Daughters of the Dirt / Sarah Higdon

Subtle Truths About Breastfeeding
by Elizabeth Bauchner

Recently, a press release expounding the virtues of breast milk came to my attention. According to the press release, "a recent study suggests that early exposure to breast milk may determine how the body metabolizes fat later in life. And those who are breast fed are better able to process fat, which in turn lowers overall cholesterol levels and reduces the risk of heart disease."

Sounds good, doesn't it? Unfortunately, it isn't true.

In a mind-boggling revelation, Diane Weissinger, an International Board Certified Lactation Consultant (IBCLC), pointed out to me that because breastfeeding is the biological norm, it doesn't actually do anything fancier than allow for normal growth and development. Diane tells me that, "the breast fed baby simply grows into an adult whose cholesterol level is normal for his circumstances and diet. In contrast, formula-feeding results in abnormally high adult cholesterol levels."

If the press release had been written accurately, it would read, "a recent study suggests that early exposure to formula may interfere with how the body metabolizes fat later in life. And those who are formula-fed are less able to process fat, which in turn raises overall cholesterol levels and increases the risk of heart disease."

Interestingly, although breast-feeding is the biological norm, it's extremely rare for researchers and scientists to use it as such. As well-intentioned as they may be, they tend to use the formula-fed baby as the biological norm, thereby making the breast-fed baby something different.

Better, yes, but different.

Why don't researchers use breast- feeding as the biological norm? According to Diane, in every other health issue the biological norm is used as the research norm. Take smokers, for example, while it's not unheard of to see an anti-smoking campaign tell us that non-smokers are healthier, it's more common to read about the dangers of smoking. We see public service announcements and press releases that read, "smoking can cause lung cancer," not "non-smokers have healthier lungs."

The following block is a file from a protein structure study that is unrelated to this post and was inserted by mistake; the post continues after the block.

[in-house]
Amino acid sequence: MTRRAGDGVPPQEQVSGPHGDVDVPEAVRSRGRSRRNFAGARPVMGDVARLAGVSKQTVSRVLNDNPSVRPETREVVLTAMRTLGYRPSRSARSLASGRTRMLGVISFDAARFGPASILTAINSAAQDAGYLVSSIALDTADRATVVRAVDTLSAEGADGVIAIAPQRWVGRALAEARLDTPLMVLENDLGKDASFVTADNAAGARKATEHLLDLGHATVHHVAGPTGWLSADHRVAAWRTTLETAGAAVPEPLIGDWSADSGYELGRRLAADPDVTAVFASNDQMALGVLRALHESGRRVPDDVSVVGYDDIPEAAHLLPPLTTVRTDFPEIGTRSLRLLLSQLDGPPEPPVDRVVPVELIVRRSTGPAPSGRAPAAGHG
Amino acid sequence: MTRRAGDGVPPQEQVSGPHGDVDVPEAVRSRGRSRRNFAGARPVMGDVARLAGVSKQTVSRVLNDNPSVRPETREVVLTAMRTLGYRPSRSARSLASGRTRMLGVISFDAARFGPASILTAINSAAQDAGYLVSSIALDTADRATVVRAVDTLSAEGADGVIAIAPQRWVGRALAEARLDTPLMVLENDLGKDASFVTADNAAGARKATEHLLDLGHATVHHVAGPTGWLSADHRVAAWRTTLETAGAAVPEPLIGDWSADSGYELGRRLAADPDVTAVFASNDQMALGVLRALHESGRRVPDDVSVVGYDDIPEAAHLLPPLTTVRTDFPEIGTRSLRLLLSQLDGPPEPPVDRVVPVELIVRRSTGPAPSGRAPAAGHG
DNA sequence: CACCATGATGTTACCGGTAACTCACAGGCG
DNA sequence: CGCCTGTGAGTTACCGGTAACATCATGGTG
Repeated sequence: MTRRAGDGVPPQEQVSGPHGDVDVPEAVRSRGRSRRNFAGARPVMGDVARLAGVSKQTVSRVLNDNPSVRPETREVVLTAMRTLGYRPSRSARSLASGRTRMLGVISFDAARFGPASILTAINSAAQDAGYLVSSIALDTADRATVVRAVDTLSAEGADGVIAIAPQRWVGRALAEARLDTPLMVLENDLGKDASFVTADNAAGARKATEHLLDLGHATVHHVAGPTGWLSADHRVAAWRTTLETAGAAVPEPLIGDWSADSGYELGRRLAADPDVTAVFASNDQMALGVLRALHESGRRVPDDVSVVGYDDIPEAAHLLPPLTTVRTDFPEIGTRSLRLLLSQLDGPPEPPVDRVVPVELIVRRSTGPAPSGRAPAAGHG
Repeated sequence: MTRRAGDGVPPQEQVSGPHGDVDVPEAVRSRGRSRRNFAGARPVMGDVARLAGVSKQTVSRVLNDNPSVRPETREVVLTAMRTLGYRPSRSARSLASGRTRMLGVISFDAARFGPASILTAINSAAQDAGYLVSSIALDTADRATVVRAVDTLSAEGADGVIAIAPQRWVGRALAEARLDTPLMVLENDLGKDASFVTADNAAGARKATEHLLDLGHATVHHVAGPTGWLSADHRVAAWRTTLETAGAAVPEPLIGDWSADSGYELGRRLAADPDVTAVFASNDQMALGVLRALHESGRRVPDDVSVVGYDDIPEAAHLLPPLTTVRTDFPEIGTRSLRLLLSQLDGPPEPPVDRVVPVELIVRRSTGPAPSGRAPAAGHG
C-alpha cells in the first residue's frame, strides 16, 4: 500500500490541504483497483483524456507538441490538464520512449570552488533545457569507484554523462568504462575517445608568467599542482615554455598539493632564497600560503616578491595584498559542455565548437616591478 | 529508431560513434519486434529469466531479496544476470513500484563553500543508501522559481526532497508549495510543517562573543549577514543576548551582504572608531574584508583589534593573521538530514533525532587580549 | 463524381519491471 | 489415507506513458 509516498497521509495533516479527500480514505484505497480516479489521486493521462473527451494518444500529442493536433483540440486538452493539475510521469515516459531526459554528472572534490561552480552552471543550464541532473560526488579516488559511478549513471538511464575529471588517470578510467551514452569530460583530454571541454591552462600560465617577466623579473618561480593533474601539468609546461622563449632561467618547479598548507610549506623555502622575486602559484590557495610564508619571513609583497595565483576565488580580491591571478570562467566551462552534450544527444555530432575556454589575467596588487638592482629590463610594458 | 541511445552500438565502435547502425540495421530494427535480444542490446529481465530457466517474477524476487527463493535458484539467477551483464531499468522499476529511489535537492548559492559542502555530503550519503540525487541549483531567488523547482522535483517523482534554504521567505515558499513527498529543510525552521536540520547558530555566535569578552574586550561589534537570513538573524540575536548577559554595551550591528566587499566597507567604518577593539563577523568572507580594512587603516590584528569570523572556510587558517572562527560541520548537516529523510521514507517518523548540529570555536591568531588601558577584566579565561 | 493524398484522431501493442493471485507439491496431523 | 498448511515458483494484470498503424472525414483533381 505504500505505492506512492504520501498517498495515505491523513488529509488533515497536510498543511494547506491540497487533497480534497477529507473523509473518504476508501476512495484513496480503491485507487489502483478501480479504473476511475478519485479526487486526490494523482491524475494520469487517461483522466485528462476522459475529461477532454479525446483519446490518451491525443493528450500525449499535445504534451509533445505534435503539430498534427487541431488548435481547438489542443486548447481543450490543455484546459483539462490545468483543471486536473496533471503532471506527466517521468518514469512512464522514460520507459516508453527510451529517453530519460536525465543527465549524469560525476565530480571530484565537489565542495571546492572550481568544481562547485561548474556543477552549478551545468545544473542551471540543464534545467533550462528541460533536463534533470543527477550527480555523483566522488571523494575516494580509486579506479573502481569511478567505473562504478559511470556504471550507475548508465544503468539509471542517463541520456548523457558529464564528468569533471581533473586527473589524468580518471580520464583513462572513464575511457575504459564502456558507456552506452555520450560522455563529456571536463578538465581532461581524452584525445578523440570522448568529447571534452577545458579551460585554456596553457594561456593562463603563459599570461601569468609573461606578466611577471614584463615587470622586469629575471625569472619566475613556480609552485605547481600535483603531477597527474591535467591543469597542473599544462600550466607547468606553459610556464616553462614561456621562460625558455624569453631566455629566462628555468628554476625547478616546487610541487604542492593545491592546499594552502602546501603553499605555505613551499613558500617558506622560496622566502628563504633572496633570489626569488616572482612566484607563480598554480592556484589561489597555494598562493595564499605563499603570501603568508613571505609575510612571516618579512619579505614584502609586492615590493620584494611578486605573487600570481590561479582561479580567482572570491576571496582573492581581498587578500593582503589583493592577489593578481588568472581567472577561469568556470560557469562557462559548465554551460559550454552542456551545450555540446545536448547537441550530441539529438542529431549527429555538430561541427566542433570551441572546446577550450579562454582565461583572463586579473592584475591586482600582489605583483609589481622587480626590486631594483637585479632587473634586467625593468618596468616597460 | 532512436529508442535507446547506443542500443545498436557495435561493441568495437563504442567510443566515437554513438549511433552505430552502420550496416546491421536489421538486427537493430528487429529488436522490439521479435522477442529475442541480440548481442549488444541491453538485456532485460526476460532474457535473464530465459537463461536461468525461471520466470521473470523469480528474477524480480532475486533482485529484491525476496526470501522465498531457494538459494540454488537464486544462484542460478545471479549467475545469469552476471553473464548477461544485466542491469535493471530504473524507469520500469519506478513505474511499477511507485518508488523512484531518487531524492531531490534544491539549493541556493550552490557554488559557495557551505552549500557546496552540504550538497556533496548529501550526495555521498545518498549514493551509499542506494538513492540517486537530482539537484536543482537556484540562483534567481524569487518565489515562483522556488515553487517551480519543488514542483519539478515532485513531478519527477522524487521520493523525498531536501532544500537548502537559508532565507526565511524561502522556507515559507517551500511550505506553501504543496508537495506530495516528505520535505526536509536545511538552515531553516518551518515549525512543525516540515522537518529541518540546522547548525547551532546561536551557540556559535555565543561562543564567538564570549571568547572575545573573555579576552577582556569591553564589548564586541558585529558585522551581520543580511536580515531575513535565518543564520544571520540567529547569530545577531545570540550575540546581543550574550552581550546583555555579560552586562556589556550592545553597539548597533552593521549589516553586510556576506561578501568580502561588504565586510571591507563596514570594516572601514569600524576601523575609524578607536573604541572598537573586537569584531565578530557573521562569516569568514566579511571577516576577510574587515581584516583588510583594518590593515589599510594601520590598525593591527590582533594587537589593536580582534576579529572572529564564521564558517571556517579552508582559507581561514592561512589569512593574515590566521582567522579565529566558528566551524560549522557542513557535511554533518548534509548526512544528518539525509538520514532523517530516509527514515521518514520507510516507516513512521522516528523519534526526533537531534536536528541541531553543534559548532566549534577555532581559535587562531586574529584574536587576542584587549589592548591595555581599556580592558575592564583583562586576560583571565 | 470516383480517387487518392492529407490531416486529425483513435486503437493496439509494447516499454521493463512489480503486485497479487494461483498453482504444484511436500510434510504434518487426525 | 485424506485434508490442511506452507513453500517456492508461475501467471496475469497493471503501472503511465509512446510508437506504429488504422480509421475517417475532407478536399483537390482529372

Even if researchers occasionally use breast-feeding as the biological norm, why do they couch their studies in the terms they use? Perhaps they are trying to encourage breastfeeding but don't want to alienate bottle-feeding parents. Or perhaps they are afraid of making bottle-feeding parents feel guilty (and guilt, by the way, is a whole other column). I certainly believe it's important to use tact, but don't parents deserve to know the facts about the health risks of formula?

When I weaned my first daughter to a bottle at two months of age, she became sick all the time. She must have had ten serious ear infections by the time she was eighteen-months-old. Most of the literature available on the topic tells me that breastfed babies are healthier and have fewer ear infections.

I would have rather heard that formula-fed babies are sick more often and prone to ear infections. It may just be semantics but if I had known the health risks of formula rather than the health benefits of breastfeeding, I might have worked a bit harder at nursing my daughter longer.

Another interesting tidbit of information is that the World Health Organization recommends breastfeeding as the number one infant feeding method. Can you guess what number two is? Nope, it's not formula, it's the mother's own expressed milk given to her baby some other way. And number three? Still not formula. It's donated breast milk from another mother.

Formula is the World Health Organization's fourth choice for feeding a baby, only after all attempts at giving the baby human milk have failed. That's not because human milk is better; it's because formula is worse.

There. I said it. Formula is worse than breast milk. We all know that, in a way, but what we know is that breast milk is better than formula. We don't see the health risks of formula because they are not detailed in press releases of scientific studies. But the next time you see a press release detailing another virtue of breast milk, turn the words around and read it differently. You may be surprised by what you see.
Elizabeth Bauchner lives in Ithaca, NY with her husband and three children. Her column, "Mothering Matters", is published weekly in the Ithaca Journal.